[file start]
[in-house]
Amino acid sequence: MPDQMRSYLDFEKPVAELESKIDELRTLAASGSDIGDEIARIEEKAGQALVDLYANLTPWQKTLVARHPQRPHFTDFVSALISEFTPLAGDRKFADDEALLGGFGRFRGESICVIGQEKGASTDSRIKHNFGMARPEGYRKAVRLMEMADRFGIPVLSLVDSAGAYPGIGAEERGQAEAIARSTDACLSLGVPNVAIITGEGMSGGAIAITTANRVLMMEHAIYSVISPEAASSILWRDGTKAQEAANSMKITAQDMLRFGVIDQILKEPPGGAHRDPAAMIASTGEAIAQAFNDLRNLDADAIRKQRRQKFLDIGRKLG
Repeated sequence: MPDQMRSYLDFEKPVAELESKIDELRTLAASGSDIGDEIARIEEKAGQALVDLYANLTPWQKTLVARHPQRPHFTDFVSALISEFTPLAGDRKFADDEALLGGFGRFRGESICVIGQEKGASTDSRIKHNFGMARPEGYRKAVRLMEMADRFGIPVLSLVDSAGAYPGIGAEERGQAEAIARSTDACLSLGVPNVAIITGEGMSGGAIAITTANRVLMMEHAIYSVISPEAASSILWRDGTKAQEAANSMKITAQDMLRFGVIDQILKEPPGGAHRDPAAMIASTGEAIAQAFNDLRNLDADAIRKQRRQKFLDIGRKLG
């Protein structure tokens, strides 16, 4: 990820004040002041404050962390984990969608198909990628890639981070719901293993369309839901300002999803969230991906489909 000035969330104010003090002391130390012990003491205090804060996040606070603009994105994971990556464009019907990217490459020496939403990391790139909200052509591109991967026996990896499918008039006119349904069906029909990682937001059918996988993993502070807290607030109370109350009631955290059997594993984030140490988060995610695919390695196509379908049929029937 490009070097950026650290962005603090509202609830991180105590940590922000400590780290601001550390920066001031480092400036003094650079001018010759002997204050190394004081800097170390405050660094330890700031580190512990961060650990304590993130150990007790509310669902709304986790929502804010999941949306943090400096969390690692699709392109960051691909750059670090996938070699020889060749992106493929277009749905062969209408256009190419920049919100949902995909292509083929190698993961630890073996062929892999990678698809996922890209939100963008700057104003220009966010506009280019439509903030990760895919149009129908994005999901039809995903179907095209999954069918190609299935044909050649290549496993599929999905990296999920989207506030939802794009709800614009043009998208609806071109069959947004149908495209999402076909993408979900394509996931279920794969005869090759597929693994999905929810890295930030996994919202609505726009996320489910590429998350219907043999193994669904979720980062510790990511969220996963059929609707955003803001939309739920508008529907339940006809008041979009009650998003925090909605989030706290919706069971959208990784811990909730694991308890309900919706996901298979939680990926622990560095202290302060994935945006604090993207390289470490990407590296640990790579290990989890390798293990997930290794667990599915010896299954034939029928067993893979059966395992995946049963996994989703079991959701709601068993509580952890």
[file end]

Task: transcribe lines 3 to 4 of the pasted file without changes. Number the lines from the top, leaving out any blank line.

Repeated sequence: MPDQMRSYLDFEKPVAELESKIDELRTLAASGSDIGDEIARIEEKAGQALVDLYANLTPWQKTLVARHPQRPHFTDFVSALISEFTPLAGDRKFADDEALLGGFGRFRGESICVIGQEKGASTDSRIKHNFGMARPEGYRKAVRLMEMADRFGIPVLSLVDSAGAYPGIGAEERGQAEAIARSTDACLSLGVPNVAIITGEGMSGGAIAITTANRVLMMEHAIYSVISPEAASSILWRDGTKAQEAANSMKITAQDMLRFGVIDQILKEPPGGAHRDPAAMIASTGEAIAQAFNDLRNLDADAIRKQRRQKFLDIGRKLG
């Protein structure tokens, strides 16, 4: 990820004040002041404050962390984990969608198909990628890639981070719901293993369309839901300002999803969230991906489909 000035969330104010003090002391130390012990003491205090804060996040606070603009994105994971990556464009019907990217490459020496939403990391790139909200052509591109991967026996990896499918008039006119349904069906029909990682937001059918996988993993502070807290607030109370109350009631955290059997594993984030140490988060995610695919390695196509379908049929029937 490009070097950026650290962005603090509202609830991180105590940590922000400590780290601001550390920066001031480092400036003094650079001018010759002997204050190394004081800097170390405050660094330890700031580190512990961060650990304590993130150990007790509310669902709304986790929502804010999941949306943090400096969390690692699709392109960051691909750059670090996938070699020889060749992106493929277009749905062969209408256009190419920049919100949902995909292509083929190698993961630890073996062929892999990678698809996922890209939100963008700057104003220009966010506009280019439509903030990760895919149009129908994005999901039809995903179907095209999954069918190609299935044909050649290549496993599929999905990296999920989207506030939802794009709800614009043009998208609806071109069959947004149908495209999402076909993408979900394509996931279920794969005869090759597929693994999905929810890295930030996994919202609505726009996320489910590429998350219907043999193994669904979720980062510790990511969220996963059929609707955003803001939309739920508008529907339940006809008041979009009650998003925090909605989030706290919706069971959208990784811990909730694991308890309900919706996901298979939680990926622990560095202290302060994935945006604090993207390289470490990407590296640990790579290990989890390798293990997930290794667990599915010896299954034939029928067993893979059966395992995946049963996994989703079991959701709601068993509580952890």